Our denomination-wide ministry plan, Our Journey 2020, speaks of our desire as a Christian Reformed Church to grow leaders for our churches and ministries: “Our churches and ministries will grow new leaders of many kinds. At all levels—local, regional, denominational—we discover the talents, skills, and strengths in our ordained and lay people. We cultivate those gifts through education, hands-on ministry opportunities, and guidance from mature leaders in order to raise new leaders who have deep roots and yield abundant fruit.”
Yet we know that living into this statement of intent can be difficult. Our congregations and ministries don’t exist in self-contained bubbles. Instead, we serve as Christ’s representatives in our communities, nations, and world, where many beliefs compete for our attention and acceptance.
Gone are the times when truth was universally found in a transcendent God or even in rational thought and science. Instead, we live in a time of “fake news” and competing narratives where truth can be understood from within each person’s own construction.
This becomes especially challenging as our world presents us with more and more issues to navigate. Whether these issues are babies genetically edited before birth or complex immigration policy, it often seems that the church is faced with a cacophony of competing voices telling us how Christians should respond.
Leadership becomes especially important in these confusing times. The characteristics of these leaders are also important. As Christians, we need gifted, faith-filled leaders who can direct our spiritual walk, foster civil dialogue, discern the Spirit’s leading, and guide our participation in the world.
We need men and women of God who understand the times in which we live and can show us how to give witness to the faith we have in Christ, just as in Old Testament times when there were those “from Issachar, men who understood the times and knew what Israel should do” (1 Chron. 12:32).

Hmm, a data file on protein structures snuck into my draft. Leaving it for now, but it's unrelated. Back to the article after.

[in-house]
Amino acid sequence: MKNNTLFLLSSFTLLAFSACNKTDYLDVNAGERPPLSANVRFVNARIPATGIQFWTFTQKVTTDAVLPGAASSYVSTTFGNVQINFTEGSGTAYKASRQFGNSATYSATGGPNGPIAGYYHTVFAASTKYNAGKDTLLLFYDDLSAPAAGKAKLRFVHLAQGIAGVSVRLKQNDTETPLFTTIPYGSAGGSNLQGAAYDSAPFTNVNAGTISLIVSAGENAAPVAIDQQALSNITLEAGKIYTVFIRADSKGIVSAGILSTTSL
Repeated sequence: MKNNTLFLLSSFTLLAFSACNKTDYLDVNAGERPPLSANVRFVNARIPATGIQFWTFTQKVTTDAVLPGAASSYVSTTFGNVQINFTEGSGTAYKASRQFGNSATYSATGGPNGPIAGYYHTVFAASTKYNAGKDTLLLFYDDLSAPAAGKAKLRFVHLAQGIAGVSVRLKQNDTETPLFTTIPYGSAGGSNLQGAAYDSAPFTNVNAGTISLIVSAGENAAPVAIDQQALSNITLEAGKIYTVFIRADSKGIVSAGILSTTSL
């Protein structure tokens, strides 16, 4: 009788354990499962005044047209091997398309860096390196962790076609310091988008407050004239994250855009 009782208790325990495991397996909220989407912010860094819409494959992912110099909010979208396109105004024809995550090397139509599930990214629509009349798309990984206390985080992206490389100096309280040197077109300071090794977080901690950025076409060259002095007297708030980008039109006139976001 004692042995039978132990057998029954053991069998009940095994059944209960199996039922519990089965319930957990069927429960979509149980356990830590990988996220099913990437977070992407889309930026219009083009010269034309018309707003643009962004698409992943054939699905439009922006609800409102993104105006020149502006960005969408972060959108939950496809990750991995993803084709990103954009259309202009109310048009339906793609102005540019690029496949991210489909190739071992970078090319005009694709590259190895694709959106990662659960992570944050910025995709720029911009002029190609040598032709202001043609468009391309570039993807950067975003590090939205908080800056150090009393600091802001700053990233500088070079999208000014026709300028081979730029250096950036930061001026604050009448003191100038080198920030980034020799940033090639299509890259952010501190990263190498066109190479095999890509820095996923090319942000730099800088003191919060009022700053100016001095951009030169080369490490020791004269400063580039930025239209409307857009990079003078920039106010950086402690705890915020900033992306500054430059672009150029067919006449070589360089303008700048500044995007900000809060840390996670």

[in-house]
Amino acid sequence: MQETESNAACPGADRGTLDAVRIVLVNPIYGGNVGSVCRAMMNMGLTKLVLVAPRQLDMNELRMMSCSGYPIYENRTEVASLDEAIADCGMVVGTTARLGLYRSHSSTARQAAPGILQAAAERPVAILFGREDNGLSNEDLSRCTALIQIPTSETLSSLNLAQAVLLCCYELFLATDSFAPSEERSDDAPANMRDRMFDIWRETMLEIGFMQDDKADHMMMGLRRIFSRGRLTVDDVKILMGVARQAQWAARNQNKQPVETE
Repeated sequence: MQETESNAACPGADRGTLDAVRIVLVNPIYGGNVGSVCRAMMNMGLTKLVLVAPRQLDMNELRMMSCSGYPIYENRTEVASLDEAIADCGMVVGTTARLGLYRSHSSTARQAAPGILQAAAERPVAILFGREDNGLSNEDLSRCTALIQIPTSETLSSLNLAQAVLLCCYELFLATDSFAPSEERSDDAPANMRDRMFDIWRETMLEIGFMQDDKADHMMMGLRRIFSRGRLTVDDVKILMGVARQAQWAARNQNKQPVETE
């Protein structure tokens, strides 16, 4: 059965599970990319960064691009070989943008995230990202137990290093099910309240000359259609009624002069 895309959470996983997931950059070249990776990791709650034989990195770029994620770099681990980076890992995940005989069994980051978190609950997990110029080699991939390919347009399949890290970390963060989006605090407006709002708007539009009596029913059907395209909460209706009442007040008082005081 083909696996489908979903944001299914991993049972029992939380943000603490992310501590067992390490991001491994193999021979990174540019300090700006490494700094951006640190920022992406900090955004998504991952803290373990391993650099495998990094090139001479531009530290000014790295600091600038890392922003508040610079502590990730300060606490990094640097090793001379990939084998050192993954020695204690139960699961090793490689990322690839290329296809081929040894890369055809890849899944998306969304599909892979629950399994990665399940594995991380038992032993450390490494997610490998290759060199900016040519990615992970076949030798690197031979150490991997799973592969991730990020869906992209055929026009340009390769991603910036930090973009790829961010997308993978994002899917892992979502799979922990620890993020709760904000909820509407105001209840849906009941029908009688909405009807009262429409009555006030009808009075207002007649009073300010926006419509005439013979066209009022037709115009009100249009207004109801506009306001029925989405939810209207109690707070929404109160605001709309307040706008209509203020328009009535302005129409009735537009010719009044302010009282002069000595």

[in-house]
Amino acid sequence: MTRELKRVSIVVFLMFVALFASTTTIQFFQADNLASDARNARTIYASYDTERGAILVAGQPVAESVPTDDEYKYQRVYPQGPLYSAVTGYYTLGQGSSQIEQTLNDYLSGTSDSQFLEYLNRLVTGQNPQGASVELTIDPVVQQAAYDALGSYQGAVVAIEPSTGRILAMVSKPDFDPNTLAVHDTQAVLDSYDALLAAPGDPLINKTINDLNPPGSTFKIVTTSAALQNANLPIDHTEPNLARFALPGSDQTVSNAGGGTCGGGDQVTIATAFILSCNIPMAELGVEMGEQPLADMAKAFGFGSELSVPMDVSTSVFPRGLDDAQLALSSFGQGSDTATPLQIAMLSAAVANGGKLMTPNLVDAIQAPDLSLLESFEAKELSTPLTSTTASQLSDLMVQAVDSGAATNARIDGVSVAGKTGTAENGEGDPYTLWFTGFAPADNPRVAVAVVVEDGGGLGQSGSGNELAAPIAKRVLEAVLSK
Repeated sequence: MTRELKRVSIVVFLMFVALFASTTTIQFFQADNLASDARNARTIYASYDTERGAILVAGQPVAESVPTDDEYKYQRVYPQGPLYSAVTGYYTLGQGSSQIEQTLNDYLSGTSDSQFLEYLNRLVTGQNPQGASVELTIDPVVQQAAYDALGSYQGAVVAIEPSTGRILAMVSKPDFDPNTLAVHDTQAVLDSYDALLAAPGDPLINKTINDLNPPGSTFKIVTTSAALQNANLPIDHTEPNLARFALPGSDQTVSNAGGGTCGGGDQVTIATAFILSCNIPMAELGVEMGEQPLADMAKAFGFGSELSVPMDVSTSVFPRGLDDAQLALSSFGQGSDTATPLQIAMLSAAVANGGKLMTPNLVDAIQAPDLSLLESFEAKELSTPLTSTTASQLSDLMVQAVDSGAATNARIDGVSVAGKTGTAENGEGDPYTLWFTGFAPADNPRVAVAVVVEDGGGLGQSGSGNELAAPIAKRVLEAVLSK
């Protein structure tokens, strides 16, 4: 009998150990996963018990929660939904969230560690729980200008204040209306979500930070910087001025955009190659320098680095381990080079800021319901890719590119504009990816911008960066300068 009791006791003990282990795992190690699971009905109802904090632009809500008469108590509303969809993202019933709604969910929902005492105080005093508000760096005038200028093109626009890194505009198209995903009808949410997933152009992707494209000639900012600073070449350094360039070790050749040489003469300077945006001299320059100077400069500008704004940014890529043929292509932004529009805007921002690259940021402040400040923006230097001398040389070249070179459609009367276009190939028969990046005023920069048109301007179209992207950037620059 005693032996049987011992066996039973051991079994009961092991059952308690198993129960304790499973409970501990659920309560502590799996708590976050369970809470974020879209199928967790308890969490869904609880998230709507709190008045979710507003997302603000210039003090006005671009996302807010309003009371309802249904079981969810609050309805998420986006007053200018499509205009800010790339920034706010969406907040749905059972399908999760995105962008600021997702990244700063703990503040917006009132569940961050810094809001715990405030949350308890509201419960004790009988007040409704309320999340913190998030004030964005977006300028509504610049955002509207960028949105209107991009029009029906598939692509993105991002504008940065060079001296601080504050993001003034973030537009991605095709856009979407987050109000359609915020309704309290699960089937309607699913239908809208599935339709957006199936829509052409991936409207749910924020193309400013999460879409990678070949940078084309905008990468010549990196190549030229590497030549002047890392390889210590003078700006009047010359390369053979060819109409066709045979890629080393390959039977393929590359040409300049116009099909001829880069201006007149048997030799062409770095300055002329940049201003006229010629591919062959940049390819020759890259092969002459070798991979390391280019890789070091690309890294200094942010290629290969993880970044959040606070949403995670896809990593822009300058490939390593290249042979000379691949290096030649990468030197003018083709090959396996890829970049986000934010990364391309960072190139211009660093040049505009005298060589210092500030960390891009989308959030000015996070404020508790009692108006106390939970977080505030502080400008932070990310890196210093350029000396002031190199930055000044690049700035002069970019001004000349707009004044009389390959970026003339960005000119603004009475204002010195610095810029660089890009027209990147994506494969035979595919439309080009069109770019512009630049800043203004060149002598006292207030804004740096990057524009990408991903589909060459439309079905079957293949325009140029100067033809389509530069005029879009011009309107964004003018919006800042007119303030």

Whether these leaders are parents around the dinner table reading the Today devotional booklet, volunteers leading a GEMS or Cadets group or discipling others during a Coffee Break session, deacons fostering community outreach, or pastors leading a congregation, all these forms of leadership are important to our congregations in a variety of ways, from a variety of people, and at all levels.
And this leadership doesn’t stop with today’s challenges. As we look to the future and the new issues, challenges, and opportunities that may arise, it is also essential that we—as a denomination—raise up a new generation of leaders.
Let us seek out those with leadership potential in our congregations’ youth groups, among emerging immigrant congregations, in college classrooms or InterVarsity Christian Fellowship groups, and any other place where leaders may be found. Let us share openly the leadership gifts we see in these men and women and provide them with opportunities to develop and use those skills. Let us encourage them to continue to grow and then walk alongside them by lending faithful support to seminary education, online learning, mentoring, and prayer.
Only through such efforts will we be able to achieve the desired future of Our Journey 2020 of raising up new leaders who “have deep roots and yield abundant fruit.”